Increasing abilities with Yoga for the Special Child®

SoniaBy Annie Ryan
On Saturday mornings, South Shore Conservatory (SSC) holds Yoga for the Special Child®. This Creative Arts Therapy class is provided for children like my son, James Ryan.

James is a five-year-old who loves listening to Frank Sinatra Radio on Sundays, being outside, his cousins, and school. He is a tall and very slender boy who has various medical diagnoses. He lives his life with Cerebral Palsy, a gastrointestinal tube (Gtube) for nutritional intake, and Cortical Vision Impairment. He also has a variety of medical complications. These diagnoses started directly at birth when James had an Inventricular Hemorrhage, causing a major blood clot in his brain. He is a quadriplegic and does not walk or sit up on his own. He has a wheelchair, gait trainer walker, hospital bed, body brace, eye patch, foot braces, and hand braces.  Upon meeting James and seeing his obvious physical disabilities, you will then see his contagious smile, and notice how happy he is with life. This happiness grows with the time spent in SSC’s Yoga for the Special Child® (YSC).

We were introduced to yoga teacher Gita Brown and her Yoga for the Special Child® program during a summer camp with the Fragile Footprints program of which James is a member. This program, available through Cranberry Hospice, provides family support, child life care, community resources, and more. James took part in Gita’s session during this camp and enjoyed it. Noticing his interest during the session, Gita informed us that accessible yoga classes are available through South Shore Conservatory. Seeing James so happy with and interest in yoga, we signed him up right away. He had an initial meeting with Gita, and let us know, through his excited body language, that he wanted to continue with yoga. Prior to meeting Gita, James had only experienced early intervention therapies. He has been enrolled in YSC for over a year now, and it’s an activity James looks forward to every Saturday.

When we first met with Gita and added this extracurricular activity to his typical therapies, our goal was for James to gain physical strength, but we’ve noticed so many more benefits. For example, where it was not possible before, he can now blow his nose; and when upset or ill, he now can take better breaths to give himself appropriate oxygen and calmness to heal. James has gained strength in motor ability. With Cerebral Palsy his muscles are always at work, even when sleeping. Practicing yoga gives his body the perfect stretch to his muscles in a relaxing environment. He has gained the ability to lift and hold his head up better, strength to hold himself in a supported sitting position, and is beginning to lift his legs and hold his head up more while doing tummy time on the floor. Practicing yoga has also helped his internal organs. James has small kidneys and a cyst on one of them, constipation complications, acid reflex, complications eating by mouth, and more. Yoga helps give a boost to his blood flow, teaching his body’s organs to work appropriately, and teaching his brain to send appropriate messages to his body.  While yoga has done amazing things for James in these last two years, I look forward to seeing even more surprising benefits in his yoga future.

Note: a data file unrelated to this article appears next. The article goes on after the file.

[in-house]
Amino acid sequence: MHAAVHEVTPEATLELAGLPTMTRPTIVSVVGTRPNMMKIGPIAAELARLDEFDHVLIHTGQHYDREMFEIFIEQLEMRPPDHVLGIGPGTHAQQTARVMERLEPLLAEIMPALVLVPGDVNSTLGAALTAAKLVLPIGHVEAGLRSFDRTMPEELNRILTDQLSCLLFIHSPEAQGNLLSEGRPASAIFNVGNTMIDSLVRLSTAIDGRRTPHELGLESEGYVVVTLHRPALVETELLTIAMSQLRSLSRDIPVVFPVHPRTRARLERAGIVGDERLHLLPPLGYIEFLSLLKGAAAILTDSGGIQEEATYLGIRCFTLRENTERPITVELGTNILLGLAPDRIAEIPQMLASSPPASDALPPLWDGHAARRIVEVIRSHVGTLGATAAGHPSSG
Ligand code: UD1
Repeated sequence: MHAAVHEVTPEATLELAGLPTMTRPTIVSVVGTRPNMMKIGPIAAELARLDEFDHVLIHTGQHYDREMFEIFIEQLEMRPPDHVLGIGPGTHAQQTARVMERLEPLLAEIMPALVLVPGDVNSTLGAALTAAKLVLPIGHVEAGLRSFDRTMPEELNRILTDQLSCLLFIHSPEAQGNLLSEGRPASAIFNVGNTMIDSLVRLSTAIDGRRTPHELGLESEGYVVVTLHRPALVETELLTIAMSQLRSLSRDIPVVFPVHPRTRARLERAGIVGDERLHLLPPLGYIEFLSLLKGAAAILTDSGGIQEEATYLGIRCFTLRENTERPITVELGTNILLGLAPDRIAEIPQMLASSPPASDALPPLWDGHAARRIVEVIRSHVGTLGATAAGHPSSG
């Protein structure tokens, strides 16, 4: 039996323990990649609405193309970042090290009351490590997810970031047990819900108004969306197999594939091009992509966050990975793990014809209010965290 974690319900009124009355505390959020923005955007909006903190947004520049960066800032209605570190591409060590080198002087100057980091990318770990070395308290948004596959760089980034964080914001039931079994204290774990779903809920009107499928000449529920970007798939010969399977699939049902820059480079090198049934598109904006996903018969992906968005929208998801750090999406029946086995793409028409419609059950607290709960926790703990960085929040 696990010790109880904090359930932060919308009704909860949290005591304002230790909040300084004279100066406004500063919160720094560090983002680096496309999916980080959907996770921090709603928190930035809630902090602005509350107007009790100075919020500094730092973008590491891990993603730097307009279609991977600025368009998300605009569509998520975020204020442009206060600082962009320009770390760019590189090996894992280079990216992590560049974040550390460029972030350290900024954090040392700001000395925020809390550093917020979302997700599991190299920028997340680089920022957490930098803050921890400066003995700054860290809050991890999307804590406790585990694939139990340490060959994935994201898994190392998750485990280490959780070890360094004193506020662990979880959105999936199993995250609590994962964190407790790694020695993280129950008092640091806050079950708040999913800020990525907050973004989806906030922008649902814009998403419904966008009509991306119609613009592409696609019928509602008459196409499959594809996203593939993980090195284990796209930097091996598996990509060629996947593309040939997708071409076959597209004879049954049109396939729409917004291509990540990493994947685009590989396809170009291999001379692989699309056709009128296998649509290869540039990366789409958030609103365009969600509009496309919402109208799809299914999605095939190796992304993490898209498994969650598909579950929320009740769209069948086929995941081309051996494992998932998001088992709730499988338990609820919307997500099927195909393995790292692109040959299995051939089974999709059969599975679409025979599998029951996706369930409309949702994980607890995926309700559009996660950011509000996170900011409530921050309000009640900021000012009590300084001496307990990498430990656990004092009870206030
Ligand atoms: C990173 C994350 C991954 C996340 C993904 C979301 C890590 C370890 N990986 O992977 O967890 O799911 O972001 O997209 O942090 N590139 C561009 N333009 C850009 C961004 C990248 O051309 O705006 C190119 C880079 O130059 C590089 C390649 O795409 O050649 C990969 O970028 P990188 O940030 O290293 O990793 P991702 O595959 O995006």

At SSC’s Yoga for the Special Child® training last summer, James was used as a ‘model’ student. Sitting and watching him, I was blown away at the positions he can get into. I wouldn’t have thought a child with his disability could do such a thing. YSC has been wonderful for James. He has also met children with special needs who see Gita before and after his own session. If you have a child with any type of special needs, or know a child with special needs, have them meet Gita. Yoga provides an experience of strength, healing, relaxation, fun, and self-awareness. James will forever have a love for Gita and yoga. As a parent, I will forever be thankful to South Shore Conservatory for providing this amazing yoga class for my son.

Learn more about SSC’s Yoga for the Special Child at

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